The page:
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America needs help building a more perfect union, again? “Scarcity changes how we think”

The current Republican victory either threatens healthcare access success or saves the day.  Perhaps it depends on what ideas you have to form an opinion on the matter.  Thousands of people inherit political and controversial opinions from their parents or grandparents.  But this is not our grandparent’s America.   Leadership today, and ideas to formulate solutions to our society’s most vexing social and economic challenges, must be as innovative as the ideas our forefathers forged to build our constitution.  They broke new ground to form a more perfect union.

America needs help in being more perfect today.  We need new ideas to help us support new social investments to address our collective responsibility to make sure that our form of government, and the leaders we put in charge, keep a fair balance regarding the social contract that makes us the greatest nation on earth.  Perhaps reading the current book “Scarcity: Why Having Too Little Means So Much,” by Mullainathan and Sharif, could help?

Jus about a year ago an important book was published regarding scarcity.  We were all probably a bit busy, so it did not cross our minds.  Interestingly, the book is about the very social and psychological reality that caused many of us to miss the opportunity.   We just don’t seem to have enough time in the day to do the things we need to do to make our life more manageable, more simple and, perhaps, more enjoyable.  Without mentioning the dated and overused thought model, “Maslow’s hierarchy of needs,” we are reminded of a person’s lack of efficacy when overwhelmed by environmental stimuli that dictate how we feel and perhaps what we do.  Such is the case in this important book on the effects on our minds and how our mind works when confronted by daily challenges.  The mind, the book’s thesis goes, has limits (“bandwidth”), and its focus is bound by our fixation on what matters among the many things coming at us.  The book is important for public health, healthcare services and health education, for example, because it gives us a less pejorative and judgmental way to look at people misbehaving.  Especially behaving in ways that seem irrational, or worse, lazy or undeserving, to us. Perhaps as health professionals, funders, planner and policy makers, we are distanced from the daily lives and realities of those confronted with our well intentioned helping systems and recommendations.   It can be daunting and frustrating.   This book may give us  hope.

Mullainathan and Sharif elaborate on a conception of the haves and the have nots that is nuanced, insightful and perhaps more pragmatic than any construct we have heretofore seen; Yes, in the war on poverty.  To be sure, decades have passed since our last great poverty reform (PRWORA, 1996 or Bill Clinton’s Welfare Reform Law).  We now have the ACA reform (Barak Obama’s Law).  This second salvo on our nation’s efforts to address the needs of the “have nots” is once again putting the poor under the looking glass.  Back in the 90s version we were looking at people, being helped, being too lazy and needing to be made to work while getting help in order to get off of the government dole.  Millions of people were thrown off of the welfare rolls and when it was all said and done a Government Accounting Office (GAO) report declared that the majority of people remaining on the rolls were ill and not employable.  This was an important report, by “objective” pundits representing the federal government; and you would think that would have been enough to usher in healthcare reform to address the urgent plight of this government policy defined and “vetted” group.  It wasn’t.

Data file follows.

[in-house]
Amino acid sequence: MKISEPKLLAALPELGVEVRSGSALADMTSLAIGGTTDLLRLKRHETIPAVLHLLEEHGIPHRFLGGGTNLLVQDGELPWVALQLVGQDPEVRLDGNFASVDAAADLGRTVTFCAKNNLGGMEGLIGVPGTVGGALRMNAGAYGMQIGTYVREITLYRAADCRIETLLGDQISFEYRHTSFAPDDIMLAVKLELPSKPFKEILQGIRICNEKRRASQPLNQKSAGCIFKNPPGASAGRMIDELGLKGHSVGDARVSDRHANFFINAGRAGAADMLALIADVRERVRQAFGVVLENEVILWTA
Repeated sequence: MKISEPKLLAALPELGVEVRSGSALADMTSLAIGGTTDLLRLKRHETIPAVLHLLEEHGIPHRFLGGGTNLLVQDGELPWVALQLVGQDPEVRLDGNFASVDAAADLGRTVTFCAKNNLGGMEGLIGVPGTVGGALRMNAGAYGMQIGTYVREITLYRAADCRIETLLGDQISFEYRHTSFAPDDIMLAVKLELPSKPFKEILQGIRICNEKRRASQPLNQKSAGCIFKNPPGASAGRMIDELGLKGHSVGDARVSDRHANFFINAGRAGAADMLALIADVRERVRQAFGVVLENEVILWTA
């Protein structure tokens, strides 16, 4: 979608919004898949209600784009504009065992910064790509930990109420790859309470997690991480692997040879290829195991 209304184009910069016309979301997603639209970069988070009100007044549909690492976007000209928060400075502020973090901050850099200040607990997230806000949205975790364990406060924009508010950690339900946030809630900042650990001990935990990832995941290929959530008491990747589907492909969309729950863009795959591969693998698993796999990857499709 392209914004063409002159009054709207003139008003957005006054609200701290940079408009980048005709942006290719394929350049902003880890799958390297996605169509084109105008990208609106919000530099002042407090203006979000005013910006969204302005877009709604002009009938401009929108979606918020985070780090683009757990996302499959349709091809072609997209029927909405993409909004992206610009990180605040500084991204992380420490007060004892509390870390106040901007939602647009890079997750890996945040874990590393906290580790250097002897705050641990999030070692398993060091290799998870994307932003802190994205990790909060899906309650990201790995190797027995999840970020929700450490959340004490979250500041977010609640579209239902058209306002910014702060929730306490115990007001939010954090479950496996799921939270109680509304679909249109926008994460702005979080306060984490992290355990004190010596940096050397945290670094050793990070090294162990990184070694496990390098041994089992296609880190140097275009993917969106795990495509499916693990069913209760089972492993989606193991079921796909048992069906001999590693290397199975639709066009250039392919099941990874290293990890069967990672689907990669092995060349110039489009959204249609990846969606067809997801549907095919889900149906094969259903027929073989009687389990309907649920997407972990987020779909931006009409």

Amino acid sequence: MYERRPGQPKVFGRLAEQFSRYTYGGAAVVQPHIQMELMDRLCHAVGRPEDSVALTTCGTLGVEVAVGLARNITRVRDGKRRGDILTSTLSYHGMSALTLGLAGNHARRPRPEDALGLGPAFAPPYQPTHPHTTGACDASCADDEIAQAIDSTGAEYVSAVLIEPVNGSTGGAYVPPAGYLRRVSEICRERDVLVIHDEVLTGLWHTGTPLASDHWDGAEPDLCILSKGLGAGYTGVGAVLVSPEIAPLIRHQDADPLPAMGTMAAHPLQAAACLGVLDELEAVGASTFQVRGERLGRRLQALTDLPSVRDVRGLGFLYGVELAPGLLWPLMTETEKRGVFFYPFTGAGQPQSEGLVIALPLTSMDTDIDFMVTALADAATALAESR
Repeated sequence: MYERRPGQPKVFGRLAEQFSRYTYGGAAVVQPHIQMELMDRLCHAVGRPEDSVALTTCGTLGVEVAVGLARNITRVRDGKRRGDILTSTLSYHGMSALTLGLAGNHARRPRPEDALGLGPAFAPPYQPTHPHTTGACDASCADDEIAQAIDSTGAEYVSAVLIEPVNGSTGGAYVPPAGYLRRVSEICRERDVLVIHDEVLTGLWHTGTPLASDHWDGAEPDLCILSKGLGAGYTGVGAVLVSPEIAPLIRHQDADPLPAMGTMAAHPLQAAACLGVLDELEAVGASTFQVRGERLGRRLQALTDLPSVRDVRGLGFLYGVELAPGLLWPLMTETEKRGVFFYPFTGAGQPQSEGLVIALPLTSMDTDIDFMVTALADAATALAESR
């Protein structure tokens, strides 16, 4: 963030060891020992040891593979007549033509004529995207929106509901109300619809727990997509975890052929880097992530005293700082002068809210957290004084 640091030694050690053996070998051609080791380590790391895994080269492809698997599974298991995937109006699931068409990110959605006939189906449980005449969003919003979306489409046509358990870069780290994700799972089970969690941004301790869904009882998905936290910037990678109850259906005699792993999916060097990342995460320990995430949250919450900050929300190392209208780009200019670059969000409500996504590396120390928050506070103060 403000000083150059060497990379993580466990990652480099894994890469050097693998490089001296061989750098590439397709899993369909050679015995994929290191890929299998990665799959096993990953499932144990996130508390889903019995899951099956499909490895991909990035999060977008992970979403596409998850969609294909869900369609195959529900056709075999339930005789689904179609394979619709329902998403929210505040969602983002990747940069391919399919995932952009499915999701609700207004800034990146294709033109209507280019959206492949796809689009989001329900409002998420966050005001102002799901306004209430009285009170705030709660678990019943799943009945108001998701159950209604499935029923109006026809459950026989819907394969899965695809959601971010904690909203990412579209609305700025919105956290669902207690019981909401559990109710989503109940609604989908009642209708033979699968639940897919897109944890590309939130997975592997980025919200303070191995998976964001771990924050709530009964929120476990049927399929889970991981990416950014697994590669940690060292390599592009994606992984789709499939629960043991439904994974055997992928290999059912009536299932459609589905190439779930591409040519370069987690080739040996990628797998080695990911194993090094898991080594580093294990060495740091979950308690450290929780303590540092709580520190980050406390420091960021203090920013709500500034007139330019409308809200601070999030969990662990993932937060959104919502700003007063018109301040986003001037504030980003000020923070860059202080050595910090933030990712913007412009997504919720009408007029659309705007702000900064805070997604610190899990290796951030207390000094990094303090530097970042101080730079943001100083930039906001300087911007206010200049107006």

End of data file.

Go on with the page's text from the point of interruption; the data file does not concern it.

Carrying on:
Perhaps due to our national political discourse and the focus on levels of unemployment that could not longer be explained by the “lazy people on welfare” phenomenon, the nation began to focus on working people, many who were not faring much better than people on welfare.  The struggling middle class and the “deserving working poor” became the popular political constituency.  The increasingly divided electorate called for new issue that could wedge open the door to a new group that could tip the electoral balance.  This need fueled to drive for an electoral strategy focus on new votes and created the conditions and demand for strategies promising to move this demographic to the polls.  Enter today’s healthcare reform scenario.

Perhaps this is why healthcare reform remains a political fight with uncertainties and future possibilities for failure.  Just as the end of the PRWORA’s success, in throwing the poor of the welfare rolls, may now echo the present reality where we will have disrupted thousands of families’ lives, only to throw them off the insurance rolls.

“Scarcity captures us because it is important, worthy of our attention, but we cannot fully choose when our minds will be riveted. We focus on scarcity even when we do not want to. We think about that impending project not only when we sit down to work on it but also when we are at home trying to help our child with her homework. The same automatic capture that helps us focus becomes a burden in the rest of life. Because we are preoccupied by scarcity, because our minds constantly return to it, we have less mind to give to the rest of life.”

via Scarcity changes how we think – Salon.com.

Filed under: Behavioral Health Outcomes, Blogosphere, Children and Poverty, Congressional Activity, consumers, Health Policy, Healthcare Reform, Policy ThinkShop Comments on other media platforms

Gap in Diet Quality Between Wealthiest and Poorest Americans Doubles, Study Finds

Healthy food is not easy to prepare, does not have a very long shelf life, and is more expensive than cheaper canned and mass produced “food” that contains fillers and other ingredients that return adequate profits, facilitate transportation, refrigeration, and distribution.

America’s food consumption and health connection problem goes well beyond socioeconomic issues of lack of cash and proximity and access to healthy food.  Our society’s economy produces commodities and commodities are distributed based on market forces of supply and demand.  Supply and demand pressures have thus far overpowered the traditional forces on the side of promoting community health.  The loosing forces are:

  • Social do-gooders